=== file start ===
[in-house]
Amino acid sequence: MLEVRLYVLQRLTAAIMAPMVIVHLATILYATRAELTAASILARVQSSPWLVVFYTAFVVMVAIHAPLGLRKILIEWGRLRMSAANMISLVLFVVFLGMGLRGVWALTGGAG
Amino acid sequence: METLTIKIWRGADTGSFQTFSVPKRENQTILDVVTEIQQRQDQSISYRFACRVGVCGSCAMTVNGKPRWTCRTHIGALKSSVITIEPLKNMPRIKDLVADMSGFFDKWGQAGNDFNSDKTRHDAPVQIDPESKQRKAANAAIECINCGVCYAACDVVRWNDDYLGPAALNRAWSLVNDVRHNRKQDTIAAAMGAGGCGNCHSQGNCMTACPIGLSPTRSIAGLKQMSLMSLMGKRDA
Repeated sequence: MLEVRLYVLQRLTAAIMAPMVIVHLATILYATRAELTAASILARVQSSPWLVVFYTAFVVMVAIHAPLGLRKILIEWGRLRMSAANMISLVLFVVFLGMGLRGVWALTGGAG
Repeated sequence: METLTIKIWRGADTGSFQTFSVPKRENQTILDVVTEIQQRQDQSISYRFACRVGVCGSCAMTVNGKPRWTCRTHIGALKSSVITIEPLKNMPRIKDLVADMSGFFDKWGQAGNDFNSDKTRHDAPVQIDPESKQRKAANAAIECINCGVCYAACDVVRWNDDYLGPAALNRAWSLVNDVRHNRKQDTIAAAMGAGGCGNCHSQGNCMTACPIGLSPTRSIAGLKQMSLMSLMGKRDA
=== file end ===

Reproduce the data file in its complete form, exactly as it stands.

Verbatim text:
[in-house]
Amino acid sequence: MLEVRLYVLQRLTAAIMAPMVIVHLATILYATRAELTAASILARVQSSPWLVVFYTAFVVMVAIHAPLGLRKILIEWGRLRMSAANMISLVLFVVFLGMGLRGVWALTGGAG
Amino acid sequence: METLTIKIWRGADTGSFQTFSVPKRENQTILDVVTEIQQRQDQSISYRFACRVGVCGSCAMTVNGKPRWTCRTHIGALKSSVITIEPLKNMPRIKDLVADMSGFFDKWGQAGNDFNSDKTRHDAPVQIDPESKQRKAANAAIECINCGVCYAACDVVRWNDDYLGPAALNRAWSLVNDVRHNRKQDTIAAAMGAGGCGNCHSQGNCMTACPIGLSPTRSIAGLKQMSLMSLMGKRDA
Repeated sequence: MLEVRLYVLQRLTAAIMAPMVIVHLATILYATRAELTAASILARVQSSPWLVVFYTAFVVMVAIHAPLGLRKILIEWGRLRMSAANMISLVLFVVFLGMGLRGVWALTGGAG
Repeated sequence: METLTIKIWRGADTGSFQTFSVPKRENQTILDVVTEIQQRQDQSISYRFACRVGVCGSCAMTVNGKPRWTCRTHIGALKSSVITIEPLKNMPRIKDLVADMSGFFDKWGQAGNDFNSDKTRHDAPVQIDPESKQRKAANAAIECINCGVCYAACDVVRWNDDYLGPAALNRAWSLVNDVRHNRKQDTIAAAMGAGGCGNCHSQGNCMTACPIGLSPTRSIAGLKQMSLMSLMGKRDA